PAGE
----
The chart below shows investors’ lack of concern relative to the last 10 years, with buying of puts (downside insurance) versus buying of calls (equity market upside) at extremely low levels.
Where we are different to the consensus
As mentioned previously, we are broadly aligned with the consensus narrative, but with some subtle differences.
- We do not believe in “reflation”, but in re-opening. We do not consider it is time (yet) to skew away from fixed income due to inflation concerns. We think that inflation is a potential risk but it is a low-probability evolution in our tactical scenarios. We understand the monetary debasement arguments and the direct transfer of cash to consumers’ pockets is an early-stage evolution towards Modern Monetary Theory (MMT) and subsequent money debasement (or inflation) but it probably sits outside our current tactical horizon.
- Given our view is less reflation than re-opening, we are not yet big believers in the Equity Value Factor over Equity Growth factor. Our Quantitative team is more predisposed to value than they have been for a while, but we think the cash flow dynamics of growth continue to outweigh value for now. Of course, there will be some overlap. Rademeyer Vermaak and the Quantitative team point out that South African resource companies display a large overlap of value and growth, which is unusual compared with the rest of the world where value is generally captured in financial stocks.
- We do not yet believe that US assets are less appealing than global assets. It is true that from a valuation perspective US markets are more expensive than most other global markets and if the dollar weakens other assets may do better (if history is a guide). We postulate that US margins remain world class and return on equity numbers remain high relative to the rest of the world. A weaker dollar is not necessarily a bad thing for US equities, with roughly 50% of the S&P 500 earnings being generated outside the US (a weak dollar should mean better earnings) but a strong dollar means we would be protected by the flow of capital back to the US, supporting dividend yields and buybacks. This should not be read as “US better than everywhere,” but we remain positive on the US equity market and would still make substantial allocations to the region in unconstrained portfolios.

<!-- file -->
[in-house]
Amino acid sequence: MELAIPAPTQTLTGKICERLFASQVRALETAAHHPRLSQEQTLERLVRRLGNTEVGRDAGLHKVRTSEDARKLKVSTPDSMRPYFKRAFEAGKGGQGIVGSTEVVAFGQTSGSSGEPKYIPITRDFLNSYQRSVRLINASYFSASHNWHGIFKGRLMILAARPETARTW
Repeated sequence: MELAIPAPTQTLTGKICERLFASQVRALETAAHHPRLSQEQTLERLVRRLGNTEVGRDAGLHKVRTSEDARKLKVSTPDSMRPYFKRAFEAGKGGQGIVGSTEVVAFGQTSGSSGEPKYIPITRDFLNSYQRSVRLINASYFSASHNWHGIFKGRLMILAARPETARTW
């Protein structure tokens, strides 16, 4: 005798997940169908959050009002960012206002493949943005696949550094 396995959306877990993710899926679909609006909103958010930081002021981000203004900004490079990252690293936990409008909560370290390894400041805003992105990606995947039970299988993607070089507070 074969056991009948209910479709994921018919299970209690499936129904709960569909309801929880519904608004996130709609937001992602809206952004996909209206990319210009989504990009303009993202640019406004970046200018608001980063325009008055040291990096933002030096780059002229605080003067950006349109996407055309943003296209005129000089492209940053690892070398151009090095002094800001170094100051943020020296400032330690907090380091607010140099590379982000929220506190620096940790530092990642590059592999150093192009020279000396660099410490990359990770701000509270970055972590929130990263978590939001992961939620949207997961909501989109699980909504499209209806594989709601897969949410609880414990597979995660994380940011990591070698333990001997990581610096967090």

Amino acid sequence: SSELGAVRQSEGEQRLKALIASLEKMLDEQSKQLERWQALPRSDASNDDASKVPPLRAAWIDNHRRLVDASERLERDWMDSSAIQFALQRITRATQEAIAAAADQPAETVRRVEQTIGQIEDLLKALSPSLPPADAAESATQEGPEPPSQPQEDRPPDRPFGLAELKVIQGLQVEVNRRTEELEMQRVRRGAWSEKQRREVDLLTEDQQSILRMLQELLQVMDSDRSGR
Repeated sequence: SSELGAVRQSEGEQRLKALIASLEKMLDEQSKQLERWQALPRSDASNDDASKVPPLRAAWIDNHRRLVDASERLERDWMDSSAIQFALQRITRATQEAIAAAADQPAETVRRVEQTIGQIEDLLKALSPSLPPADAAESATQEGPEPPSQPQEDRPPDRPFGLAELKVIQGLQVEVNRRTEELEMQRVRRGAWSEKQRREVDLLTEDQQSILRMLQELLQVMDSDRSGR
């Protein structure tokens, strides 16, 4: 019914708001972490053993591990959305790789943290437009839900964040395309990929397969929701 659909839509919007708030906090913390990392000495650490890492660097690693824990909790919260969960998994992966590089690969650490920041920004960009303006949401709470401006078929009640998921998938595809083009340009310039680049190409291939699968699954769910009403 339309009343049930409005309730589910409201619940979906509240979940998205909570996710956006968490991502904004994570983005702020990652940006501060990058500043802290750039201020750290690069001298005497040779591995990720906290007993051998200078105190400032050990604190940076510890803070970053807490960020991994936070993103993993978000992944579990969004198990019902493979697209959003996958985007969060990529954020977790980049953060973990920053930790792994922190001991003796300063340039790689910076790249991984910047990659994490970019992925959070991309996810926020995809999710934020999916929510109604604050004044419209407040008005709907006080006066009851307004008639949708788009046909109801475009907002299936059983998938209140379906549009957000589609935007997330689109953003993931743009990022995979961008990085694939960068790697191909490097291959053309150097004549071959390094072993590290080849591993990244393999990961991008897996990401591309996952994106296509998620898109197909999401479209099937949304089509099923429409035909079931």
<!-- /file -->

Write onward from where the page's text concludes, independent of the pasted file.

Scenarios & risks
As part of our TAA process, we have always considered granular market scenarios around forward-looking environments that could force us to shift our asset class views or portfolio construction inputs.
While multiple risks could emerge, the macro environment is very supportive of asset prices. As summarised above, our framework is very constructive for us to take risk within our portfolios. The consensus “narrative” that we largely agree with is only differentiated in a few areas – many may say our viewpoints are not very different.
A lot of this discussion centred on inflation risk. As a team, we believe inflation is largely muted and disinflationary forces will keep inflation in check. Apart from inflation and its impact on portfolio construction, the wider team was more focused on other risks, with heightened inflation ranking only third on our list of tactical concerns.
The single biggest risk, identified by both the Absolute Return team and subsequently by the STANLIB TAA discussion group, is related to the vaccine, its potential side effects, logistical challenges (storage, transport, lack of sufficient dosages etc) and the speed of the vaccination process (logistical and safety or behavioural issues). Should vaccine efficacy be questioned, all the positive macro dynamic discussed above would have to adjust.
Other risks that the team consider to be under-appreciated are the stubbornly high unemployment rate and low participation rate, given ongoing (expected) stimulus cheques. At what point do job losses become structural and consumers stop spending and begin hoarding the fiscal support they are receiving? This could materialise through the ongoing lockdowns seen in Europe and regions of the UK and the damage these lockdowns could do to employment or confidence.
Similarly, the team felt that a policy mistake of providing too little fiscal and monetary support to economies, businesses, consumers (and markets) would leave the market susceptible to disappointment.
Q1 2021 TAA view
Our tactical asset allocation view is informed by numerous factors including liquidity, volatility, sentiment, valuations, momentum and economics. Additionally, we build scenarios to help inform our thinking around what multiple future environments could look like, in addition to ascribing probabilities and risks to each of those potential future paths. Our quarterly tactical asset allocation stance represents our current 12-month view at the end of the quarter on a range of asset classes and geographies within our universe. Importantly, these views do not consider risk budgeting for portfolio construction but rather represent our relative preferences, and hence might not reflect our actual portfolio positioning. This output should not be considered advice.